4 116 Baltimore Orioles Kyle Hudson OF Illinois Ill. $287,000
Hudson was better known for his exploits as a wide receiver in his first two years at Illinois, leading the football team in receptions as a freshman and again as a sophomore. Relegated to a supporting role on the gridiron last fall, he has taken out his frustrations on opposing pitchers this spring. He ended the regular season among the NCAA Division I leaders in batting (.411), on-base percentage (.511), runs (60) and steals (39). He also set Big 10 Conference records for runs (40) and steals (25) in league games, and tied a school mark when he swiped his 40th base in the opening round of the league tournament. Hudson is a 5-foot-11, 165-pound burner whose games revolves around his top-of-the-line speed. He has run the 40-yard dash in 4.4 seconds and uses his quickness well on the bases and in center field. He's an outstanding athlete who once won the Illinois state high school high jump title with a mark of 6-foot-10 and earned 15 letters in four sports. Hudson offers little power, but he understands his limitations and concentrates on getting on base. He uses a slap approach at the plate and is a good bunter. His arm is well-below-average, though he compensates by getting to balls quickly. A team that loves speed and values athletes at a premium position could take Hudson as early as the third round.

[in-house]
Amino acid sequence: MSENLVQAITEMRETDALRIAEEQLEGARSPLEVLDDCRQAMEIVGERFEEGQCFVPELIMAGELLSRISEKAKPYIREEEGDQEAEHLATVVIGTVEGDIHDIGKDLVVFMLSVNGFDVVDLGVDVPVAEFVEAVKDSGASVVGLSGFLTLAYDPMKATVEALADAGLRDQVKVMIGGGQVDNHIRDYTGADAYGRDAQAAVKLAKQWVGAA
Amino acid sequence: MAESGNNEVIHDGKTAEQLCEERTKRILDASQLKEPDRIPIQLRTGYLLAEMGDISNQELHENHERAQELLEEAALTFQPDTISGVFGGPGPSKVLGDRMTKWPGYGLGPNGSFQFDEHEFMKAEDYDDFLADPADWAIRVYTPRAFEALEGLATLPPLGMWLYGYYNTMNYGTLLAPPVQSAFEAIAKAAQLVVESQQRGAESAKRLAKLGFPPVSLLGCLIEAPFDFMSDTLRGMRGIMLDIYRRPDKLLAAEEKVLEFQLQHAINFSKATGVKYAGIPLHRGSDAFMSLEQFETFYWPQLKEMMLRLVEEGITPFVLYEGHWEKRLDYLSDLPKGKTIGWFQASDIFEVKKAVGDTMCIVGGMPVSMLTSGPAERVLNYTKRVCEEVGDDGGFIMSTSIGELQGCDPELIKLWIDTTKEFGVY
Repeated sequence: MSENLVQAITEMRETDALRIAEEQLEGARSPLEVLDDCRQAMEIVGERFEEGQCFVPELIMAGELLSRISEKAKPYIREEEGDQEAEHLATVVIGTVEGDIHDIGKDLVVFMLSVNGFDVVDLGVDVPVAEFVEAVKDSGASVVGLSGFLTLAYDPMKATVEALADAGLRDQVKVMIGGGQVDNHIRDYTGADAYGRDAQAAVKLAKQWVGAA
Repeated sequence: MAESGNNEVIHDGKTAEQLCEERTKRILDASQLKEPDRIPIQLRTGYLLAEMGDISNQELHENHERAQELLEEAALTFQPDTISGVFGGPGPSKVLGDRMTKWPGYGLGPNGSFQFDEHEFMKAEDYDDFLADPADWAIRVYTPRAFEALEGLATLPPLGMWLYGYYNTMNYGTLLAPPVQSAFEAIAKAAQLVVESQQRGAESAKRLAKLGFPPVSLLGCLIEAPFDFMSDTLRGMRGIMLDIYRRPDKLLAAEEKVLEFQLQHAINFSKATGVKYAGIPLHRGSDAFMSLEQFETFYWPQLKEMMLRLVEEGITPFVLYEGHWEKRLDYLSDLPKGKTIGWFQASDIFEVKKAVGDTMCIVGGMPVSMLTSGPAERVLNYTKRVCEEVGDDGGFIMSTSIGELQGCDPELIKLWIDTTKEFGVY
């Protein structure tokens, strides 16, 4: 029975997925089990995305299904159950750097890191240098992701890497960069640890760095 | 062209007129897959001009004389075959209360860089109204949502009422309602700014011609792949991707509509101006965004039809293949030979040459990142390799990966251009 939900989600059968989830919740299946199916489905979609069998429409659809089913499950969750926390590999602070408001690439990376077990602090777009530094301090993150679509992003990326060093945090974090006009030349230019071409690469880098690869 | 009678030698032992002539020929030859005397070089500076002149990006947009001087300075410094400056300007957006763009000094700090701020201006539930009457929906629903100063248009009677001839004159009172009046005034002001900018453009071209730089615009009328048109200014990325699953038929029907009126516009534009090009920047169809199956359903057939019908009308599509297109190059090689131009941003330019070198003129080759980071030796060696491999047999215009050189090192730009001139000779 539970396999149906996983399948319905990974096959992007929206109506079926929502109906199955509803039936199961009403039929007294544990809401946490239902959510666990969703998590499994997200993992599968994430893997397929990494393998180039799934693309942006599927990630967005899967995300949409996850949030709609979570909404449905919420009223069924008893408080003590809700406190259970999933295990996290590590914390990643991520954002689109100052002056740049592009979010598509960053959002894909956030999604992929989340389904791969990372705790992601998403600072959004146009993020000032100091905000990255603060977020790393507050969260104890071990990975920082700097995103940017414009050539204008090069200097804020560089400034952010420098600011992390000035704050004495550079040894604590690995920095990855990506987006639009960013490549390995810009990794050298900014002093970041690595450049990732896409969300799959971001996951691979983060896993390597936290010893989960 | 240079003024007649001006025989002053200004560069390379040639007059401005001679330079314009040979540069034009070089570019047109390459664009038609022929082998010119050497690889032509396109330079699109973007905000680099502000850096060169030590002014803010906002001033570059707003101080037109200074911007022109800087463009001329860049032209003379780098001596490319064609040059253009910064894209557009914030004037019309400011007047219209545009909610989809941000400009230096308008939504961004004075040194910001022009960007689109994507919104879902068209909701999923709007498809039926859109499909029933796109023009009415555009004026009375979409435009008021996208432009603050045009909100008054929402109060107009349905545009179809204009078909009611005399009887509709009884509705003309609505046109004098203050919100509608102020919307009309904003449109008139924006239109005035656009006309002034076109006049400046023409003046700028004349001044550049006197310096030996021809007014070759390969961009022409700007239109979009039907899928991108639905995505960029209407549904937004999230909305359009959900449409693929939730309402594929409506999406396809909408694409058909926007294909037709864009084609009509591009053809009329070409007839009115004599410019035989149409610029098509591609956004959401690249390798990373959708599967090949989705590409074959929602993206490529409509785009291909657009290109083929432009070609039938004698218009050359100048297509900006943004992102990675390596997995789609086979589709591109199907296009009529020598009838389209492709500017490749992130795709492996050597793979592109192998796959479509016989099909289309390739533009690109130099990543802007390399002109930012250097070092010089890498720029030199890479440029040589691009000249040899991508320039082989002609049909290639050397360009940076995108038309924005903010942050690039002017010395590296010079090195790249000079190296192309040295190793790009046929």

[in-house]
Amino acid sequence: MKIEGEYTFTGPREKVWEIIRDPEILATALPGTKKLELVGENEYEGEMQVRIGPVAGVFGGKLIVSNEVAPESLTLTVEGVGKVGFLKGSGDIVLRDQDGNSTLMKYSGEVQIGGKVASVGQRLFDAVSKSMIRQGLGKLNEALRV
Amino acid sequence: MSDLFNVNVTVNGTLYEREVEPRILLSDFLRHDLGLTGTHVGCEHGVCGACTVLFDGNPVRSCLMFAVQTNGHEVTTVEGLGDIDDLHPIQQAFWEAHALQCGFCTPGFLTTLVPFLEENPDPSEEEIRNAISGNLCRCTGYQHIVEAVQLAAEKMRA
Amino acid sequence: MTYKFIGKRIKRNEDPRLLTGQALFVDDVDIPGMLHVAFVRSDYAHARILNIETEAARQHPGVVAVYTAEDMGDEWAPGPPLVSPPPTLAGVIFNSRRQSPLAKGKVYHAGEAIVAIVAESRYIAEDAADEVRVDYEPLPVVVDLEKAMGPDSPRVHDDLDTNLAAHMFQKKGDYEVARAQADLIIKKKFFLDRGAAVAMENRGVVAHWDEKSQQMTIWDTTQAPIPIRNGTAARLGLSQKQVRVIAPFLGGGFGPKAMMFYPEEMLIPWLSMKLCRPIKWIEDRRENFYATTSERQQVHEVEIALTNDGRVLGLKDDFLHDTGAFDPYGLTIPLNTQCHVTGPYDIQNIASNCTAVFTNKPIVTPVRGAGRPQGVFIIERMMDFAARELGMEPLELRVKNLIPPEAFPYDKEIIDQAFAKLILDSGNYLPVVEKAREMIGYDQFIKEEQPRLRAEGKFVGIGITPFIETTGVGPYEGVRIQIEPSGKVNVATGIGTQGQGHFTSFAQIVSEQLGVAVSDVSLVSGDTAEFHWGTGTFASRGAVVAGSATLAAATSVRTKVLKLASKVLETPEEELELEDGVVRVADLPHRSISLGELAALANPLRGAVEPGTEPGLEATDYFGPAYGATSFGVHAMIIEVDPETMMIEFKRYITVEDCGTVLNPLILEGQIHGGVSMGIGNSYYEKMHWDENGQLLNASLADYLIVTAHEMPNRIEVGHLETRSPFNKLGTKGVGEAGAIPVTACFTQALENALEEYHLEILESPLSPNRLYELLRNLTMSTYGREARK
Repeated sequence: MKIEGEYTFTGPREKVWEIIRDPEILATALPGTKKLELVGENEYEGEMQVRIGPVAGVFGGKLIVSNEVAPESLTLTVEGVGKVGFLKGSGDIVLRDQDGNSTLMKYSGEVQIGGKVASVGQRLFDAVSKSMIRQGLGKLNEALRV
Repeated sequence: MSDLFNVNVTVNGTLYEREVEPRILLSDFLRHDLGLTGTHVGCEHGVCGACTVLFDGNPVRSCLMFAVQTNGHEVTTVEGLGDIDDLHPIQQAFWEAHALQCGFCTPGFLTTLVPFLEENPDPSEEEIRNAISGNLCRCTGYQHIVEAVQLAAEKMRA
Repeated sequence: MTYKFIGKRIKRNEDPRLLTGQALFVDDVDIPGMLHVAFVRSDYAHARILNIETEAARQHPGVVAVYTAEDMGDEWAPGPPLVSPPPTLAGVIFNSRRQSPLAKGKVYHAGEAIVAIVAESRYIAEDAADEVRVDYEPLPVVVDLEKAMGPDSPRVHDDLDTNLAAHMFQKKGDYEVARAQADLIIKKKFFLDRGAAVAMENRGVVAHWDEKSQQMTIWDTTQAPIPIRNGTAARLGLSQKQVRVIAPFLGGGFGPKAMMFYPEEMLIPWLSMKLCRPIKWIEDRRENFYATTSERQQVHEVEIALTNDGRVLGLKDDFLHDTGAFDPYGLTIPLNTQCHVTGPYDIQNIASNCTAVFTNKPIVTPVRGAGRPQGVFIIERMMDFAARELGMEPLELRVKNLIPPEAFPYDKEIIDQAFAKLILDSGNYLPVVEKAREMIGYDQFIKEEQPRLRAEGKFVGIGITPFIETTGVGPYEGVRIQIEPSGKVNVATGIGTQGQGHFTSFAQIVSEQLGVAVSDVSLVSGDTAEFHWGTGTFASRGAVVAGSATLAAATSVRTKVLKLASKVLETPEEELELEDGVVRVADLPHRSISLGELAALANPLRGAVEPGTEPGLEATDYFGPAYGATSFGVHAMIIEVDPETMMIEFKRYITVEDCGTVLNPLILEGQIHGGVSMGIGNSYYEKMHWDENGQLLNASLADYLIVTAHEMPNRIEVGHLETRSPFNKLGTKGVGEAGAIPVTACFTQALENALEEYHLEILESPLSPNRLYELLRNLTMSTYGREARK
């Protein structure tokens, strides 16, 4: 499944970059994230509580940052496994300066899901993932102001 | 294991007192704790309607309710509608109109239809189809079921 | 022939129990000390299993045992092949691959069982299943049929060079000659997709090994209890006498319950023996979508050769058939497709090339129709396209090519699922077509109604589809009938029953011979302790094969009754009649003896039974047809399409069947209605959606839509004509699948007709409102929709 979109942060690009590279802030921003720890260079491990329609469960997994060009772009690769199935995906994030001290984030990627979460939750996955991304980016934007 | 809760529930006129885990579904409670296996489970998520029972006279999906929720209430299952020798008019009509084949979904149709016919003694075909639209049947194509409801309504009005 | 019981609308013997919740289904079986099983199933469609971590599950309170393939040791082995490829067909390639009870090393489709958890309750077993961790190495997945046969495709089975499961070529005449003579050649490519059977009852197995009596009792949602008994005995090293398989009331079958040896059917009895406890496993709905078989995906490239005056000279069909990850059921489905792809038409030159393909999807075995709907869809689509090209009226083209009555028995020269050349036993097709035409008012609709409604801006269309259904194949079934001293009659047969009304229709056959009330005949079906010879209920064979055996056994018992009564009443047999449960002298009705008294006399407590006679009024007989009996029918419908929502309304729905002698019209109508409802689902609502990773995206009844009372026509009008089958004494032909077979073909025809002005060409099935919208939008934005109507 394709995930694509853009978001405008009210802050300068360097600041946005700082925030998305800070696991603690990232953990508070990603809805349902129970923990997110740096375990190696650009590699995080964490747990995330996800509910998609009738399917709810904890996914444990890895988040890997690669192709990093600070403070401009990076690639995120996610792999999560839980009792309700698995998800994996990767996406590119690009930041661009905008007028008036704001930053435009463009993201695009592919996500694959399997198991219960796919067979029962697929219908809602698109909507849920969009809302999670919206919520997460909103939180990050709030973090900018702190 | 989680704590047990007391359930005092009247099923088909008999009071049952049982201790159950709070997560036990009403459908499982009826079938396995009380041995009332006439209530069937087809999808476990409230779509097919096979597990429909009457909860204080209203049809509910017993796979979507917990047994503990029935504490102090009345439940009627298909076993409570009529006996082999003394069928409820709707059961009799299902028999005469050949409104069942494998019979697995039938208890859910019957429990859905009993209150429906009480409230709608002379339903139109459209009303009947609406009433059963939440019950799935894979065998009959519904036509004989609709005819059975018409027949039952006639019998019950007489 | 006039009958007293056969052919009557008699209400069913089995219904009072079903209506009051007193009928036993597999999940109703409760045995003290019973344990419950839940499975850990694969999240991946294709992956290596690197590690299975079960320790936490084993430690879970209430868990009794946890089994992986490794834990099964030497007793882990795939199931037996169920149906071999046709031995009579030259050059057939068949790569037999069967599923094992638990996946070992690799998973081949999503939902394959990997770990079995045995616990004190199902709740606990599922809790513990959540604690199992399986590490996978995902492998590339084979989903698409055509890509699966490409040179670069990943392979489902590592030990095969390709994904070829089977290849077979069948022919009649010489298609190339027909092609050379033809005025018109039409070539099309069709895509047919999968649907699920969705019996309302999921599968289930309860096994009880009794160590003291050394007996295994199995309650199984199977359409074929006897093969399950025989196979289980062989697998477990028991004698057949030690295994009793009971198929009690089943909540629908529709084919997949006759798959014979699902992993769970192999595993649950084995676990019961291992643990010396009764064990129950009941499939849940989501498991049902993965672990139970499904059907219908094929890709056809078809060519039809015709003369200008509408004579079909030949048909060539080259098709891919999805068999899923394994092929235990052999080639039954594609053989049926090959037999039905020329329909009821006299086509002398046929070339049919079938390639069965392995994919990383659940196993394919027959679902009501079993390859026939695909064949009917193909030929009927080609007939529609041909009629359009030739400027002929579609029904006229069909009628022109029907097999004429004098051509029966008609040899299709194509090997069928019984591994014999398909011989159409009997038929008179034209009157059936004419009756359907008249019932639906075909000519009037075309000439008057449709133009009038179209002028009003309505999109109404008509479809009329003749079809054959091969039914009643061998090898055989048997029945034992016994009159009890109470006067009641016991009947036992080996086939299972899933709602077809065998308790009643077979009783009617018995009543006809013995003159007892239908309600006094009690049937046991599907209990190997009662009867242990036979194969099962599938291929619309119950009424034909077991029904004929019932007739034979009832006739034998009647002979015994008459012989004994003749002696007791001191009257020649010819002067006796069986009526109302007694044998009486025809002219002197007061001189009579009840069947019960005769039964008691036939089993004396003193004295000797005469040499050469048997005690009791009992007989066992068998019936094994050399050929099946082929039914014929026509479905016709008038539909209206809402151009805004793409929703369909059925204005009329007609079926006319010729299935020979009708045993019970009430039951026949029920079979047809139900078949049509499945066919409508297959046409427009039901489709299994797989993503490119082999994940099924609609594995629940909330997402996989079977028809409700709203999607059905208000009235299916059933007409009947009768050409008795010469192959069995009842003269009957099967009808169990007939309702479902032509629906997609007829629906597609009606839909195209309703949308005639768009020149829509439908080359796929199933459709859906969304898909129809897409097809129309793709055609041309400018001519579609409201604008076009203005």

5 117 San Francisco Giants Brandon Crawford SS UCLA Calif. $375,000